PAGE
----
A joint statement on Victorian Native Vegetation Rules
Strong controls on the clearing of native vegetation are critical to the health of our natural heritage, ecosystems and the survival of threatened species. They also bring many other benefits to the community.
As community-based groups, representing thousands of Victorians, we are deeply concerned about the State Government’s proposed review of the Native Vegetation Management Framework.
We want to see it strengthened, not weakened, leading to a ‘net gain’ in native habitat.
Numerous independent scientific reports to government, including the Victorian Catchment Condition Report (2007)(1), Victorian State of the Environment Report (2008)(2), and most recently the Victorian Environmental Assessment Council’s Native Vegetation Investigation (2011)(3) have all identified loss of native vegetation as the key contributing factor for ongoing decline in the health of our natural environment. They have all reinforced the need to retain, protect and enhance native vegetation.
In spite of all the existing good policies and hard work by the community, environment groups, Landcare and landholders, the health of the natural environment continues to decline in Victoria. We are now widely recognised as the most ecologically stressed state in Australia.(4)
The statistics are stark:
• More than half of Victoria’s original native bushland has been cleared, including 80% of the native vegetation originally found on private land.
• A third of Victoria’s major streams and stream-bank bushlands are in poor or very poor condition.
• Two-thirds of our wetlands have been either lost or degraded, and nearly half our major estuaries have been significantly modified.
• The highest number of threatened species in any one region in Australia occurs in northwest Victoria.(5)
• 44% of Victoria’s native plants and 30% of our native animals are extinct or threatened with extinction.(6)
• Approximately 1600ha of woody vegetation and 3000ha of rare grassy native vegetation continue to be lost annually.(7)
Overall, retaining remnant native vegetation is cheaper and more effective than revegetation alone. Native vegetation also provides a wide range of environmental services such as clean air, fresh water, pollination, flood regulation, soil retention and carbon sequestration. These benefits are worth many millions of dollars to the community annually, and need to be thoroughly assessed both ecologically and economically before balanced decisions can be made on changes to regulation.
In Victoria, vegetation clearing on private land is largely controlled through Native Vegetation regulations in the Planning and Environment Act (1987) and the Native Vegetation Management Framework. This critical regulatory framework complements and supports the hard work of landholders and community groups restoring and nurturing native vegetation on their own patch.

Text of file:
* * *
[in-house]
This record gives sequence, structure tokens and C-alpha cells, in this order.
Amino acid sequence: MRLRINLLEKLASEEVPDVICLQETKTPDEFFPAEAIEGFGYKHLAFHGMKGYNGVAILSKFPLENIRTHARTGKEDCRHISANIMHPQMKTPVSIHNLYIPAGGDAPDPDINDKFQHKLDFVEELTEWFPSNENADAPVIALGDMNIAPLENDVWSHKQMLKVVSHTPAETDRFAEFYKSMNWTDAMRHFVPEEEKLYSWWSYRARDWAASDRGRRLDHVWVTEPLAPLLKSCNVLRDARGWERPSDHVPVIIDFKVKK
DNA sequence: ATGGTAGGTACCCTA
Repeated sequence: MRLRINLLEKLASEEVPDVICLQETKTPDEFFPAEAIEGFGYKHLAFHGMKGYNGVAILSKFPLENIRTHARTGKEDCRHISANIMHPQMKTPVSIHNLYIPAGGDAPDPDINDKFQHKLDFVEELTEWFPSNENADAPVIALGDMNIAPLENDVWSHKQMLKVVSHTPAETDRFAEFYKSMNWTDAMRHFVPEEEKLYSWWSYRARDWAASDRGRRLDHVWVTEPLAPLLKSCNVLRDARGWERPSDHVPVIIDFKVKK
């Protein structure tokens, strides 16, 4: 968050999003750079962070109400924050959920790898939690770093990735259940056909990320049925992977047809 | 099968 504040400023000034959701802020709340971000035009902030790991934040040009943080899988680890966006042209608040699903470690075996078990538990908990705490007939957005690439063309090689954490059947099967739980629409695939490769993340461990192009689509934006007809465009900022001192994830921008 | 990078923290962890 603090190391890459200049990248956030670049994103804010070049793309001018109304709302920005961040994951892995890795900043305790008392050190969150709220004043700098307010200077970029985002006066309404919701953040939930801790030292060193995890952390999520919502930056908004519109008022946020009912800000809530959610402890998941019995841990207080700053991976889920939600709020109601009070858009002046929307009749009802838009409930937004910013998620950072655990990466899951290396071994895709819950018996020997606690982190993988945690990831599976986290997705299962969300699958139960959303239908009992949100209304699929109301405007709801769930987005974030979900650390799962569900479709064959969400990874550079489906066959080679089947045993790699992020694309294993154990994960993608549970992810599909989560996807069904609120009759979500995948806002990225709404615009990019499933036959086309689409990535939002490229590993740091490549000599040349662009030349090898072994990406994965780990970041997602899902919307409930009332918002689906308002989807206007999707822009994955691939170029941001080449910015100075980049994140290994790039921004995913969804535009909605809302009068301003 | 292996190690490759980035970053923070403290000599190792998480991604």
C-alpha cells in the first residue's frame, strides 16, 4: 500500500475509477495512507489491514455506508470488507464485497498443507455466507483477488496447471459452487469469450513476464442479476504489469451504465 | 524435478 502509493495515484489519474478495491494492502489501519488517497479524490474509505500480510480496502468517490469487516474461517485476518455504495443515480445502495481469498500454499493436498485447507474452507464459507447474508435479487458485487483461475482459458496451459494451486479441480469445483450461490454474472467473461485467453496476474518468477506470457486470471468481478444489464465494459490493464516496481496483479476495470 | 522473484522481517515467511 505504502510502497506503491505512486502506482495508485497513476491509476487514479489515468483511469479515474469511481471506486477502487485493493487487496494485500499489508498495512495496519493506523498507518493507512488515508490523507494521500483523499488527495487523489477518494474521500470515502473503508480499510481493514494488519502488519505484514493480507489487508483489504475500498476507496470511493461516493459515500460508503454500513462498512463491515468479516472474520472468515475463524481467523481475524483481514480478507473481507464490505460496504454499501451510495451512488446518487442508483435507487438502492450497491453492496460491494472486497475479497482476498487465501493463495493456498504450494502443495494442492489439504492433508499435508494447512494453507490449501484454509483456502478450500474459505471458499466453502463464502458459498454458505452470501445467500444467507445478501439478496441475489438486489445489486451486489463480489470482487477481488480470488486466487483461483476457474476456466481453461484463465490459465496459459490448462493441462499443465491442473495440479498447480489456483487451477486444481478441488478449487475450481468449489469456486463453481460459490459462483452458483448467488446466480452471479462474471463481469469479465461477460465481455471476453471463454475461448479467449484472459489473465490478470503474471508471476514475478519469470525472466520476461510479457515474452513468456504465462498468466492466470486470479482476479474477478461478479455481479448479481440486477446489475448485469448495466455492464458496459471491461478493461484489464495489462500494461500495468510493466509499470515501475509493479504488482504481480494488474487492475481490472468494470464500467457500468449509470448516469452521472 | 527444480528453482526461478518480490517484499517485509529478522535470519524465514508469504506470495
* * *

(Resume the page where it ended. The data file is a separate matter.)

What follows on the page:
Many of the signatory groups are involved in restoration and protection activities to address clearing practices of the past, and we do not want the regulatory “rug” pulled from under us.
To this end we support the following four key elements in any revised framework:
1) Net gain policy – that there should be “a reversal, across the entire landscape, of the long-term decline in the extent and quality of native vegetation, leading to a net gain”.
2) A three-step approach to assessing native vegetation – that is, “avoid clearing, minimise clearing, offset clearing”, with an emphasis on avoiding.
3) Like for like – offsets are to be as close as possible in vegetation type to the lost vegetation, or an even more threatened vegetation type, and should only be an option of last resort.
4) A robust, sophisticated and transparent vegetation quality assessment methodology undertaken by a qualified assessor to a high standard.
We request that any review of the Native Vegetation Management Framework should:
1. Be undertaken in an open and transparent manner and involve extensive consultation with all sections of the community, including conservation and Landcare groups.
2. Be informed by the best available ecological science and policy approaches, including an assessment of the economic value of vegetation and the services it provides, not just the apparent regulatory cost.
3. Aim to improve the key elements of the existing framework, including net gain, the three-step approach (especially “avoid”), like for like for offsets, and robust assessment methods that must be underpinned by strengthened monitoring and research to support adaptive management towards net gain.
4. Improve the monitoring, transparency and accounting of vegetation offsets.
5. Include no further exemptions for clearing.
6. Contain stronger incentives and education for landholders.
7. Be informed by an overarching state policy for the recovery of the health of our natural environment.
8. Be supported by a commitment from government for better funding and support for improved implementation.
1. Victorian Catchment Management Council (2007) Catchment Condition Report, Victorian Government.
2. Commissioner for Environmental Sustainability (2008) State of the Environment Report, State of Victoria.
3. Victorian Environmental Assessment Council (2011), Remnant Native Vegetation Investigation: Final Report, March 2011.
4. Australian Terrestrial Biodiversity Assessment 2002 National Land and Water Resources Audit.
5. Victorian Environmental Assessment Council (2011), Remnant Native Vegetation Investigation: Final Report, March 2011.
6. CSIRO, 2004, Environmental Sustainability Issues Analysis for Victoria.
7. Victorian Environmental Assessment Council (2010), Remnant Native Vegetation Investigation: Discussion Paper, June 2010.